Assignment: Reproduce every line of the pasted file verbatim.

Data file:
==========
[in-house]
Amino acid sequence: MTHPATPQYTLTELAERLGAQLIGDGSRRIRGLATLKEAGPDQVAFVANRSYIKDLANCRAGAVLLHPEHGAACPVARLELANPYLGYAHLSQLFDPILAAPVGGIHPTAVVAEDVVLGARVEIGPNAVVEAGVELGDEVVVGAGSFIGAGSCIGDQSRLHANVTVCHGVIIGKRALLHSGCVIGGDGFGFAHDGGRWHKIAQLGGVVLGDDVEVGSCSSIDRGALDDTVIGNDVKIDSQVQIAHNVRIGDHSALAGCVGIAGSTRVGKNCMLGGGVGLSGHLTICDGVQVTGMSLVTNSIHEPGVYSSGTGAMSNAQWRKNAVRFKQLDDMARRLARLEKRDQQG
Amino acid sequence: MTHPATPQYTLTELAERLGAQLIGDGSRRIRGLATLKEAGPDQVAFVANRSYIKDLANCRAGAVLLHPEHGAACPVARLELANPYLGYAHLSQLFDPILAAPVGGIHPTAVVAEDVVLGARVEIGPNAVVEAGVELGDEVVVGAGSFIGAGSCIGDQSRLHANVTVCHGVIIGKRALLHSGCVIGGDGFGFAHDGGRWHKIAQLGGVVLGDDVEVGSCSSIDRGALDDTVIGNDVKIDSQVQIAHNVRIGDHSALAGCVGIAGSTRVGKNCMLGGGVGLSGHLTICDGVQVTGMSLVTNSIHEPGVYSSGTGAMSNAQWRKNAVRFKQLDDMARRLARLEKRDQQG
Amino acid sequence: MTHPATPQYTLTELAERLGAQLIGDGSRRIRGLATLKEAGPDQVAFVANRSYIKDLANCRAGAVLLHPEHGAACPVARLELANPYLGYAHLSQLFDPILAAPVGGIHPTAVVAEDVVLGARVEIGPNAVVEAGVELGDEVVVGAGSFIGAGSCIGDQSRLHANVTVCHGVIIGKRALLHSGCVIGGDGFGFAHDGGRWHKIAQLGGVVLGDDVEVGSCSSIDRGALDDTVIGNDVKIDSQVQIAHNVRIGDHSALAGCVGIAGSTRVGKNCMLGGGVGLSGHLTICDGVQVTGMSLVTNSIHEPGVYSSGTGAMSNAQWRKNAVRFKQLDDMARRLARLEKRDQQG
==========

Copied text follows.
[in-house]
Amino acid sequence: MTHPATPQYTLTELAERLGAQLIGDGSRRIRGLATLKEAGPDQVAFVANRSYIKDLANCRAGAVLLHPEHGAACPVARLELANPYLGYAHLSQLFDPILAAPVGGIHPTAVVAEDVVLGARVEIGPNAVVEAGVELGDEVVVGAGSFIGAGSCIGDQSRLHANVTVCHGVIIGKRALLHSGCVIGGDGFGFAHDGGRWHKIAQLGGVVLGDDVEVGSCSSIDRGALDDTVIGNDVKIDSQVQIAHNVRIGDHSALAGCVGIAGSTRVGKNCMLGGGVGLSGHLTICDGVQVTGMSLVTNSIHEPGVYSSGTGAMSNAQWRKNAVRFKQLDDMARRLARLEKRDQQG
Amino acid sequence: MTHPATPQYTLTELAERLGAQLIGDGSRRIRGLATLKEAGPDQVAFVANRSYIKDLANCRAGAVLLHPEHGAACPVARLELANPYLGYAHLSQLFDPILAAPVGGIHPTAVVAEDVVLGARVEIGPNAVVEAGVELGDEVVVGAGSFIGAGSCIGDQSRLHANVTVCHGVIIGKRALLHSGCVIGGDGFGFAHDGGRWHKIAQLGGVVLGDDVEVGSCSSIDRGALDDTVIGNDVKIDSQVQIAHNVRIGDHSALAGCVGIAGSTRVGKNCMLGGGVGLSGHLTICDGVQVTGMSLVTNSIHEPGVYSSGTGAMSNAQWRKNAVRFKQLDDMARRLARLEKRDQQG
Amino acid sequence: MTHPATPQYTLTELAERLGAQLIGDGSRRIRGLATLKEAGPDQVAFVANRSYIKDLANCRAGAVLLHPEHGAACPVARLELANPYLGYAHLSQLFDPILAAPVGGIHPTAVVAEDVVLGARVEIGPNAVVEAGVELGDEVVVGAGSFIGAGSCIGDQSRLHANVTVCHGVIIGKRALLHSGCVIGGDGFGFAHDGGRWHKIAQLGGVVLGDDVEVGSCSSIDRGALDDTVIGNDVKIDSQVQIAHNVRIGDHSALAGCVGIAGSTRVGKNCMLGGGVGLSGHLTICDGVQVTGMSLVTNSIHEPGVYSSGTGAMSNAQWRKNAVRFKQLDDMARRLARLEKRDQQG